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The AAPG/Datapages Combined Publications Database
Lignite development will place major demands on groundwater supplies. The Simsboro Formation and the Calvert Bluff Formation (a major lignite host) of the Wilcox Group between the Colorado and Trinity Rivers constituted a test case to evaluate water availability and quality. Aquifer geometry (sand versus mud) was determined by comparing environmental geology maps and subsurface sand-percent and net-sand maps constructed from electric-logs. The combined maps correlate well and show that the Calvert Bluff consists of a complex interfingering of coarse channel sands and fine interchannel muds. Sand outcrop areas several tens of square kilometers separate much larger interchannel areas with few and minor sands. The Simsboro consists of two parts--a thick multilateral sand (300 to 700 ft o 90 to 212 m) in most of the southern outcrop belt and a series of channel sands (100 to 200 ft or 30 to 60 m) interspersed with muds in the northern belt. Sands of the northern Simsboro belt are more like the Calvert Bluff channel sands than like the thick Simsboro sands.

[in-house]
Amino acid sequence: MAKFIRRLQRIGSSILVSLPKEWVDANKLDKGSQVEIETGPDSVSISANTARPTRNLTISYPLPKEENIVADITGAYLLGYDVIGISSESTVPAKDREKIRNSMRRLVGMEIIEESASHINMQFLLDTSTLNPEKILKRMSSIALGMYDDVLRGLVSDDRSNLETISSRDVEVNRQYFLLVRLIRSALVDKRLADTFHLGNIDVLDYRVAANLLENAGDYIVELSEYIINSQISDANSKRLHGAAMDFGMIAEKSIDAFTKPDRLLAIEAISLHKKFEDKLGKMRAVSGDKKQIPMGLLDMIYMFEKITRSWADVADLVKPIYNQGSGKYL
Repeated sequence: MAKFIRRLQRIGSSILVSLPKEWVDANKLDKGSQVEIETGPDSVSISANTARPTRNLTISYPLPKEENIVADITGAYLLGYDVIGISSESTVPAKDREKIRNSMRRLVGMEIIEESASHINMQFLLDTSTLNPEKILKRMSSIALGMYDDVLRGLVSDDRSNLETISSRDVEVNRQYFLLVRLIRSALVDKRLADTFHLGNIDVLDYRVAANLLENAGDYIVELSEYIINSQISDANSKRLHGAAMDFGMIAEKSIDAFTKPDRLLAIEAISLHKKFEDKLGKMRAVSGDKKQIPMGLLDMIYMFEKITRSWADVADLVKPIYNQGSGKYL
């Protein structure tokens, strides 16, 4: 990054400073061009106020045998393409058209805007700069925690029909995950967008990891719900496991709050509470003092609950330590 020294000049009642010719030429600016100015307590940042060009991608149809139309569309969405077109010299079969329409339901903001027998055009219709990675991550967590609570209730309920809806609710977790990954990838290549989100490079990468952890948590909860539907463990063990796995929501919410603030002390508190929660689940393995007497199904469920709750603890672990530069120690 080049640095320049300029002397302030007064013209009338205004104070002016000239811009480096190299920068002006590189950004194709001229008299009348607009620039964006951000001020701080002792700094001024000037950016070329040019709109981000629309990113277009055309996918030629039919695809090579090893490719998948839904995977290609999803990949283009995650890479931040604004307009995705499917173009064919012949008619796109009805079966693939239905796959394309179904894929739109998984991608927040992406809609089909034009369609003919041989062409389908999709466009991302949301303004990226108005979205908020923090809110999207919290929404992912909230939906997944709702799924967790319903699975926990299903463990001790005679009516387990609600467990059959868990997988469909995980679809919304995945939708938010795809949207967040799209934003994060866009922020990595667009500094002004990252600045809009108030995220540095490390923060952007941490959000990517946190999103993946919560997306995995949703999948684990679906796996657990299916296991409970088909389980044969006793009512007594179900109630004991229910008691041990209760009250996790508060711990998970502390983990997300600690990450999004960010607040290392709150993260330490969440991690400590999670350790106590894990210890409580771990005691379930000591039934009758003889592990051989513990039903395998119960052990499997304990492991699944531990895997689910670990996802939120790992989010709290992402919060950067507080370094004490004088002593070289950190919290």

Available hydrologic data suggest that Simsboro and Calvert Bluff sands have high hydraulic conductivity (6 to 20 m3/m2/day); interchannel muds have low hydraulic conductivity (1 to 2 m3/m2/day). Water compositions in the Simsboro and Calvert Bluff are similar and evolve similarly. Near-surface water has a Ca-Mg-HCO3 composition, low in total dissolved solids (<500 mg/l). The water evolves over a depth range from 300 to 1,200 ft (91 to 364 m) to a Na-HCO3 water (~1,000 mg/l). Change in composition probably results from ion exchange with clays (Ca++ for 2Na+) and solution of calcite (which contributes more Ca++ for exchange and increases HCO3- concentration). Corr lation of composition with amount or percent sand has not been demonstrated. Poor-quality water is largely restricted to shallow wells (<100 ft or 30 m) in muddy parts of the Calvert Bluff.
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